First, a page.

THE ROUTE TOOK US along a twisting river road past decaying and broken trees in dense woods. I worried a limb might drop atop our van as we drove north out of Lucan in southwestern Minnesota.
Then we reached a spot abuzz with people—campers and anglers mostly—stopping at a store to stock up on supplies. We decided to stop, too, and explore this rustic place in the middle of nowhere. Randy parked. Then we, with kids in tow, crossed a narrow walkway over a stream as we hiked toward the store some distance away.
Once inside, a maze of rooms awaited us at this lakeside property. People swarmed the shop. We browsed.
I decided, at some point, that I needed photos of this unique rural general store. But I’d left my camera in the van, a choice I sometimes make when I opt to simply enjoy being in the moment.
But once outside, I couldn’t find the van among the vehicles jammed into parking spaces scattered through the woods. By that time the rest of the family had exited the shop and we began, in earnest, to search for the van. I remembered then, as I crossed the narrow walkway over the stream, that we’d parked on the other side of the waterway. Near an ice cream shop I hadn’t initially noticed. How could that be?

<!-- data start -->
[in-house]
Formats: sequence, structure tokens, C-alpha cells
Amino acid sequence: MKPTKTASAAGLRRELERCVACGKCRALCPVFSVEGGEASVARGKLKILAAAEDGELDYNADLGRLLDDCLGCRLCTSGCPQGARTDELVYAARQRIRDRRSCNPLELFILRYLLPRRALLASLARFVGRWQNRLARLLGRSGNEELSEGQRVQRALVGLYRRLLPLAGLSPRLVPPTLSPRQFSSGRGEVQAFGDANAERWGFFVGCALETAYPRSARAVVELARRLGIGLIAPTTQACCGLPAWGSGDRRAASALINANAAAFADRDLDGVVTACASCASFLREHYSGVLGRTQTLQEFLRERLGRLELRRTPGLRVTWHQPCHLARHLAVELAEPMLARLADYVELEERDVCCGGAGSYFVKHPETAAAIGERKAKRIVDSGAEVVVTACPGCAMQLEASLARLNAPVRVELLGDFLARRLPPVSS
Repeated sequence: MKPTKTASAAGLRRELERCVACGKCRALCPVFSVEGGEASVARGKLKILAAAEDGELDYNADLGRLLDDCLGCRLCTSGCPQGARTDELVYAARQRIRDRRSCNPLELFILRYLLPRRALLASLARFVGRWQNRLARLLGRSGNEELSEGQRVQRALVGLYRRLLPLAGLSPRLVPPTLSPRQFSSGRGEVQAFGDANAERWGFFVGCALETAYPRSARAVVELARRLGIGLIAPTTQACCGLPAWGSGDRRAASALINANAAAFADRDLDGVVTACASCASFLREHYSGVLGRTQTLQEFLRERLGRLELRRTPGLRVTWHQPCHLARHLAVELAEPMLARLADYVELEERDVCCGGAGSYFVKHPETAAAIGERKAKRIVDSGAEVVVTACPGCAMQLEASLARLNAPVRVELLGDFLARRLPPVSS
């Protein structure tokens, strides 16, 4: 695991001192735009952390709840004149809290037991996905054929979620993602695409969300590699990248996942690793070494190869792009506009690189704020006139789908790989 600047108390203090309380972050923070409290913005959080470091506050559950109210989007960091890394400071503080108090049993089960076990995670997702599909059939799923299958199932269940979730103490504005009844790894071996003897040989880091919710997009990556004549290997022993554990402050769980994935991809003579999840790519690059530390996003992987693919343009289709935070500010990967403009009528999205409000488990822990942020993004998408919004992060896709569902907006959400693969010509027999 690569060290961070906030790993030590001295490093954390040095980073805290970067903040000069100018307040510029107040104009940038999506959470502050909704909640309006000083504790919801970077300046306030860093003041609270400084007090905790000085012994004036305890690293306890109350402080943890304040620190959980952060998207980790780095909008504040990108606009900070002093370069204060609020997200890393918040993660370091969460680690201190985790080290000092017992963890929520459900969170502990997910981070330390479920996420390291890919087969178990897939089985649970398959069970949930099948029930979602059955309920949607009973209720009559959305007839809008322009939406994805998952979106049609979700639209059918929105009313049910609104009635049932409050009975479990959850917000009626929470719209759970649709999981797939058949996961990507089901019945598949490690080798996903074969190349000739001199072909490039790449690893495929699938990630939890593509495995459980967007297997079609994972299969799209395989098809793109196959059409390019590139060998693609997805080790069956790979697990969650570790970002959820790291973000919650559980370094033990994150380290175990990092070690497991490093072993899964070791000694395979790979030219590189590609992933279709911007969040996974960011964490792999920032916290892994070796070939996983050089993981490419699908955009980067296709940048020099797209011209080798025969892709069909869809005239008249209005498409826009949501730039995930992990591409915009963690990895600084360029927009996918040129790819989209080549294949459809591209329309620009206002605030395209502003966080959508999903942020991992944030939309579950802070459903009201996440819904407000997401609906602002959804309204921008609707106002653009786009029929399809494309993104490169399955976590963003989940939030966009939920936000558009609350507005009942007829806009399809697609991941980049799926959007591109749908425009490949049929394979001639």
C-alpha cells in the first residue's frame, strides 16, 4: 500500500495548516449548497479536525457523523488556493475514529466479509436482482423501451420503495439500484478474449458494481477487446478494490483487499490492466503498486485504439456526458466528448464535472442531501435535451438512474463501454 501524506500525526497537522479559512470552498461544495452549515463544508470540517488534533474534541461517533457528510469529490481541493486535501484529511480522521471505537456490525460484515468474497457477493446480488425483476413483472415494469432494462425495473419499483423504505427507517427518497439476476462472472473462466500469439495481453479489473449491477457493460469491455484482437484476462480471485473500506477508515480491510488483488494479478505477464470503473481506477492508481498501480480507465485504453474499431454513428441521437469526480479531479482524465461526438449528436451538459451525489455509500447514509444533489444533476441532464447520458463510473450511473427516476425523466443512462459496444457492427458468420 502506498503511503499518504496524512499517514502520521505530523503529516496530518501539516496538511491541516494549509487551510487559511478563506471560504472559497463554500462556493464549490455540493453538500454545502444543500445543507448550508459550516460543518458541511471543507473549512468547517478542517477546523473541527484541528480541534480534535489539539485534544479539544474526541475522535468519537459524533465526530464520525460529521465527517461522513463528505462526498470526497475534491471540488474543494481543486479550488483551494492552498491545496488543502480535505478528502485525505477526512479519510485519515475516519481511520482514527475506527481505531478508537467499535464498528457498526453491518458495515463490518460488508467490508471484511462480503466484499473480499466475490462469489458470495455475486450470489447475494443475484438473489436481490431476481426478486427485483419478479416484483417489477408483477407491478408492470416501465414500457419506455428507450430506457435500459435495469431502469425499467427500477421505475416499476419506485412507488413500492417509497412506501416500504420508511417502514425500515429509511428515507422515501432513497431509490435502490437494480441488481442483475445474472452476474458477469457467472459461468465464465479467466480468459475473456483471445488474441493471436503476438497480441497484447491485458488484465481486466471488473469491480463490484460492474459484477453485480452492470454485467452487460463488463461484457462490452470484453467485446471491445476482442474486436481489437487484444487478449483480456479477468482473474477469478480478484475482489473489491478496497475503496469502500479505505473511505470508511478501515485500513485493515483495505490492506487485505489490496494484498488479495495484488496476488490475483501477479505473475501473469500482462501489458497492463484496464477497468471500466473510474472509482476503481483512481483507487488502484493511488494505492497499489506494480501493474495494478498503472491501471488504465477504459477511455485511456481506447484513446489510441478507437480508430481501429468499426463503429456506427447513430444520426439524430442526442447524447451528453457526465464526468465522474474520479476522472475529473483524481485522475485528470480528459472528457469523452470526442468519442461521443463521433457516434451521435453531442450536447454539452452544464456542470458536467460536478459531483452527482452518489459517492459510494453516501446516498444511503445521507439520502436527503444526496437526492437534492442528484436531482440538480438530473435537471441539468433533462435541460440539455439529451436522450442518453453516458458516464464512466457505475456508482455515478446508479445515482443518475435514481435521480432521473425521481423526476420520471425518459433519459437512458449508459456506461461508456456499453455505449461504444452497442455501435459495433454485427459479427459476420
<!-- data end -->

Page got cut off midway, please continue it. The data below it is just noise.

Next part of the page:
After searching to no avail, I inquired about the missing van. They had it towed, the dispenser of ice cream said. I understood none of this. Sure, we’d experienced problems with the van, but nothing tow-worthy. We needed our vehicle to get to our niece’s 3 p.m. wedding and to visit my mom prior. By this time I was crying, sobbing really, frantic words pouring forth. “My mom is in hospice. She’s dying,” I wailed. “We need our van.”
And then I awakened from my nightmare. Partially. The setting, the general store, the ice cream shop, the story-line are all fictitious—part of a dream I experienced a few nights ago. But snippets are real. Too real.
On the rare occasions when I recall my dreams, I can connect them to thoughts and emotions. My mom is in hospice. For real. I thought I was mentally and emotionally prepared for her ongoing decline in health. I am not. And our 2003 van, just days ago, was in the repair shop, causing me additional angst.
We have places to go, family to see, goodbyes to say…
© Copyright 2019 Audrey Kletscher Helbling